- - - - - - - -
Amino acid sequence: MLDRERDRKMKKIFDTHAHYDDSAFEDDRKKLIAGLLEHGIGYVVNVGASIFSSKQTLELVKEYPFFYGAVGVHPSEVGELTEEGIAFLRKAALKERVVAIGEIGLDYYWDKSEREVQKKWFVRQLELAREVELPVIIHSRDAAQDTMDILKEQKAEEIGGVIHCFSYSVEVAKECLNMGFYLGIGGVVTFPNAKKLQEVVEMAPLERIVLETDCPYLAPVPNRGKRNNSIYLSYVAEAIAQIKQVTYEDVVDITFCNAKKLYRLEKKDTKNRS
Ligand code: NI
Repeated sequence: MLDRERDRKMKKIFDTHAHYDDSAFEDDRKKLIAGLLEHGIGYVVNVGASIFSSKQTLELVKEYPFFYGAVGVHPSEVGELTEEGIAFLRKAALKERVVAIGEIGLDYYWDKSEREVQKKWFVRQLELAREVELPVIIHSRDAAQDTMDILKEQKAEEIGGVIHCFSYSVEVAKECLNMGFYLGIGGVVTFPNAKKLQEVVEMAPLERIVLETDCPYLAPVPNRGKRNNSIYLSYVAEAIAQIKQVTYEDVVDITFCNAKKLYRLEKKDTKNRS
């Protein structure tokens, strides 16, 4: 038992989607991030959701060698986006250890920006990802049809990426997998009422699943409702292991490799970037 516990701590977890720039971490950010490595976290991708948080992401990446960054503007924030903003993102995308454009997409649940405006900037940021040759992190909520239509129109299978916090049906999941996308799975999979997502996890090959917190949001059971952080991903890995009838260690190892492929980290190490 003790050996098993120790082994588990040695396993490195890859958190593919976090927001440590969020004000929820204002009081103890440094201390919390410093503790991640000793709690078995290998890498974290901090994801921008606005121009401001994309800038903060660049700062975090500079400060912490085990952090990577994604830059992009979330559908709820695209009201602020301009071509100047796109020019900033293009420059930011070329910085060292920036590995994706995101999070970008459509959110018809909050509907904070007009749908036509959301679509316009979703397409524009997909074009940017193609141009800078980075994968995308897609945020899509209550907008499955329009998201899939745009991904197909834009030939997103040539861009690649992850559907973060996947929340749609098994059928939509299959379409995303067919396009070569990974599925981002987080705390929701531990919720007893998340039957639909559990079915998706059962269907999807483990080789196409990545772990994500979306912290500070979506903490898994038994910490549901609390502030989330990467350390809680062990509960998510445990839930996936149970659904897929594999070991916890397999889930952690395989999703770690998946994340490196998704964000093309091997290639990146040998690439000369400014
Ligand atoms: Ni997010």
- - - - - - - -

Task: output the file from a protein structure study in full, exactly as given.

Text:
Amino acid sequence: MLDRERDRKMKKIFDTHAHYDDSAFEDDRKKLIAGLLEHGIGYVVNVGASIFSSKQTLELVKEYPFFYGAVGVHPSEVGELTEEGIAFLRKAALKERVVAIGEIGLDYYWDKSEREVQKKWFVRQLELAREVELPVIIHSRDAAQDTMDILKEQKAEEIGGVIHCFSYSVEVAKECLNMGFYLGIGGVVTFPNAKKLQEVVEMAPLERIVLETDCPYLAPVPNRGKRNNSIYLSYVAEAIAQIKQVTYEDVVDITFCNAKKLYRLEKKDTKNRS
Ligand code: NI
Repeated sequence: MLDRERDRKMKKIFDTHAHYDDSAFEDDRKKLIAGLLEHGIGYVVNVGASIFSSKQTLELVKEYPFFYGAVGVHPSEVGELTEEGIAFLRKAALKERVVAIGEIGLDYYWDKSEREVQKKWFVRQLELAREVELPVIIHSRDAAQDTMDILKEQKAEEIGGVIHCFSYSVEVAKECLNMGFYLGIGGVVTFPNAKKLQEVVEMAPLERIVLETDCPYLAPVPNRGKRNNSIYLSYVAEAIAQIKQVTYEDVVDITFCNAKKLYRLEKKDTKNRS
């Protein structure tokens, strides 16, 4: 038992989607991030959701060698986006250890920006990802049809990426997998009422699943409702292991490799970037 516990701590977890720039971490950010490595976290991708948080992401990446960054503007924030903003993102995308454009997409649940405006900037940021040759992190909520239509129109299978916090049906999941996308799975999979997502996890090959917190949001059971952080991903890995009838260690190892492929980290190490 003790050996098993120790082994588990040695396993490195890859958190593919976090927001440590969020004000929820204002009081103890440094201390919390410093503790991640000793709690078995290998890498974290901090994801921008606005121009401001994309800038903060660049700062975090500079400060912490085990952090990577994604830059992009979330559908709820695209009201602020301009071509100047796109020019900033293009420059930011070329910085060292920036590995994706995101999070970008459509959110018809909050509907904070007009749908036509959301679509316009979703397409524009997909074009940017193609141009800078980075994968995308897609945020899509209550907008499955329009998201899939745009991904197909834009030939997103040539861009690649992850559907973060996947929340749609098994059928939509299959379409995303067919396009070569990974599925981002987080705390929701531990919720007893998340039957639909559990079915998706059962269907999807483990080789196409990545772990994500979306912290500070979506903490898994038994910490549901609390502030989330990467350390809680062990509960998510445990839930996936149970659904897929594999070991916890397999889930952690395989999703770690998946994340490196998704964000093309091997290639990146040998690439000369400014
Ligand atoms: Ni997010």